"I think you're really going to be blown away by the whole project," John Glover said of his latest film, "Whatever Happened to Baby Jane?" "But you're really going to get your socks knocked off by Lynn."
This re-make of the 1962 Bette Davis-Joan Crawford film is the first professional collaboration between Lynn Redgrave and her sister, Vanessa. They play two sisters, Jane and Blanche Hudson, faded movie stars dancing a macabre Hollywood waltz.
"She was really into this role," Glover, a Salisbury native and Towson State University graduate, said over the phone from Los Angeles, noting that the woman best known these days for her Weight Watchers commercials wore padding to give former child star Jane an over-the-hill frumpy look.
Glover said he did not find a set rife with the familial and political tensions one might expect with the Redgraves working together for the first time, but instead one dominated by two esteemed professional actors.
"It was all about the work," Glover said. "When they were together, it was these two wonderful professional actresses. It was very exciting to be on that set."
In a recent satellite interview from London, Vanessa had a similar sentiment. "The ties you have as friends or sisters are one thing, but the ties you have as professionals are another," she said.
"I was principally excited to work with Lynn not because she's my sister but because she's such a wonderful actress."
Lynn agreed, but did find something particularly special in the collaboration. "I don't know whether it's in the genes, whether it's in the blood, whether it's the familiarity of the voice or the touch or the history that you see in the other person's eyes, but there was an indefinable body language and a sympathy and empathy that went between us that perhaps couldn't be duplicated by a non-family member."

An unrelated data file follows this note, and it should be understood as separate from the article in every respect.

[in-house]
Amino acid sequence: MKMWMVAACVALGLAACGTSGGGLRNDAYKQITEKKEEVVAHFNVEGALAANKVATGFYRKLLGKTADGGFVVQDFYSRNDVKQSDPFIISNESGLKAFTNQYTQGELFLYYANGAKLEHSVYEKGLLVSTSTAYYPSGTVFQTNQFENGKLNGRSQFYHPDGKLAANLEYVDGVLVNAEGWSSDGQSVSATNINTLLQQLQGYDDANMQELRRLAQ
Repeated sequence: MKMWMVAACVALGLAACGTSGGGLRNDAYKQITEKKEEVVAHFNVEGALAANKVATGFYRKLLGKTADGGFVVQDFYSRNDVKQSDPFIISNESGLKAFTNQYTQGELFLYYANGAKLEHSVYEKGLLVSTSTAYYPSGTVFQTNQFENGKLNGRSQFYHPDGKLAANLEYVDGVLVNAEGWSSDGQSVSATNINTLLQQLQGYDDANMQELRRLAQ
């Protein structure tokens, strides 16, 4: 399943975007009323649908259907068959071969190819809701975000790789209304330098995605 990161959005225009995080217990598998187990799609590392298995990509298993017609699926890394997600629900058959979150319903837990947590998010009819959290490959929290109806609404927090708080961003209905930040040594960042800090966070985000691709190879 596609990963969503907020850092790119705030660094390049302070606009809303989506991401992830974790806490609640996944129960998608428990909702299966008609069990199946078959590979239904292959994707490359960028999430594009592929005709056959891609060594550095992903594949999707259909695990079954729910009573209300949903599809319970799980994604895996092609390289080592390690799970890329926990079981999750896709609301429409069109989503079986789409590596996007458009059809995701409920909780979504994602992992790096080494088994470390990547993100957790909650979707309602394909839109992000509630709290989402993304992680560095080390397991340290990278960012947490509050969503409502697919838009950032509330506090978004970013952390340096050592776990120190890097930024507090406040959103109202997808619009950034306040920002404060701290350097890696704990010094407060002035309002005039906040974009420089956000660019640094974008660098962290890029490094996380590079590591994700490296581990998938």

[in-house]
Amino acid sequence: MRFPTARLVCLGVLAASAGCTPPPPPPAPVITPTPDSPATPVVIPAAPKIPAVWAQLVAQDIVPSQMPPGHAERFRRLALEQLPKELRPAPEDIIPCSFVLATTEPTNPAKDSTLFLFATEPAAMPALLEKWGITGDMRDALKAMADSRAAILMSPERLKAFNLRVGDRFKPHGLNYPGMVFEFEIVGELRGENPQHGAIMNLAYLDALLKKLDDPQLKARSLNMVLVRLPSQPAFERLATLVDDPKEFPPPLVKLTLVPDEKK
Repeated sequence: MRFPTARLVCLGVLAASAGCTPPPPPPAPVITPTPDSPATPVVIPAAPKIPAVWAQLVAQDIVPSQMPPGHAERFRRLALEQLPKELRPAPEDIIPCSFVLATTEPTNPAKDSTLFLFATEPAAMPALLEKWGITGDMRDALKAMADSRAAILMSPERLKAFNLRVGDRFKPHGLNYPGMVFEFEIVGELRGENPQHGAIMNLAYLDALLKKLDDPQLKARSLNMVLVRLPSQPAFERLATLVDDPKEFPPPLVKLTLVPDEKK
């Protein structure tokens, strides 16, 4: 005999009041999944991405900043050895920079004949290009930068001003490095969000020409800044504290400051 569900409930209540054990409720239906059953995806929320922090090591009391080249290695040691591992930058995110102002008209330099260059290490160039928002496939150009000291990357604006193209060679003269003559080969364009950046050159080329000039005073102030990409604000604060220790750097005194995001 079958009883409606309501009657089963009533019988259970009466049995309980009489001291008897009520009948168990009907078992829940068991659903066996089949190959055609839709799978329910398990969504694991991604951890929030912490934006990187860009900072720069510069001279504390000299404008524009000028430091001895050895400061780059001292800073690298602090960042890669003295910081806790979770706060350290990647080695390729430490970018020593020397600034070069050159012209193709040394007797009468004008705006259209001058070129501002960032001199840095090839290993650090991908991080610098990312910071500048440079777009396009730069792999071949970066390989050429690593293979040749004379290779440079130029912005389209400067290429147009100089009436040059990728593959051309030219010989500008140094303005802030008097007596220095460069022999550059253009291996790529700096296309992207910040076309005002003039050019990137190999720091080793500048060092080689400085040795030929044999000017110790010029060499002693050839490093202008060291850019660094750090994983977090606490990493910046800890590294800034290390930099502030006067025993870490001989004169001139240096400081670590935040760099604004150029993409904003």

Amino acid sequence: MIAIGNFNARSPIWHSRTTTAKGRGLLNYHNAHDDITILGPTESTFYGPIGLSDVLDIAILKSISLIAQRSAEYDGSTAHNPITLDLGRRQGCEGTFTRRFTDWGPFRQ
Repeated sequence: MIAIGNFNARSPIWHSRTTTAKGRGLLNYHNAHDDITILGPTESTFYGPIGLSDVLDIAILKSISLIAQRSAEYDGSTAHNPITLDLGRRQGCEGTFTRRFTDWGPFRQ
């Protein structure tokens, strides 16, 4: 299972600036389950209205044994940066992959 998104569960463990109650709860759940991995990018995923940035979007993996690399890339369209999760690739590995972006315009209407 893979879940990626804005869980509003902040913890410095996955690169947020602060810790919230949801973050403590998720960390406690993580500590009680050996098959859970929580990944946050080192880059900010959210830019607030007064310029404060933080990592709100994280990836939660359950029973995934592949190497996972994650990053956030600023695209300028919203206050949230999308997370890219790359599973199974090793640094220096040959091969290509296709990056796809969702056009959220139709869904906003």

The Redgraves said they did not use this story laden with Freudian overtones to work out any of their own childhood resentments.
"When any of us do good work, it is not because we're releasing some pent-up emotional state that has long remained hidden or simmering," Vanessa said. "It's when we have put ourselves into understanding a different human being."
And what they understood about the Hudson sisters -- something a bit different from the 1962 reading in which one was villain and the other victim -- is that both were responsible for this particular tragedy.
"Our task was to show the monstrousness of what they had been turned into by their careers and the factories they worked for," Vanessa said, "also what was left of the humanity within them and how that emerged."
"We decided that all three were victims of the dream factory," Glover said, including his character, a Hollywood hanger-on who saw in the relic of Baby Jane the possibility of the dream that had proven so elusive.
The Redgraves are daughters of esteemed British actors Michael Redgrave and Rachel Kempson, steeped in generations of stage and screen tradition. Glover is professionally trained with years of New York stage experience under his belt.
Unlike the pitiful people who populate "Whatever Happened to Baby Jane?" they didn't want to be stars, they wanted to be actors.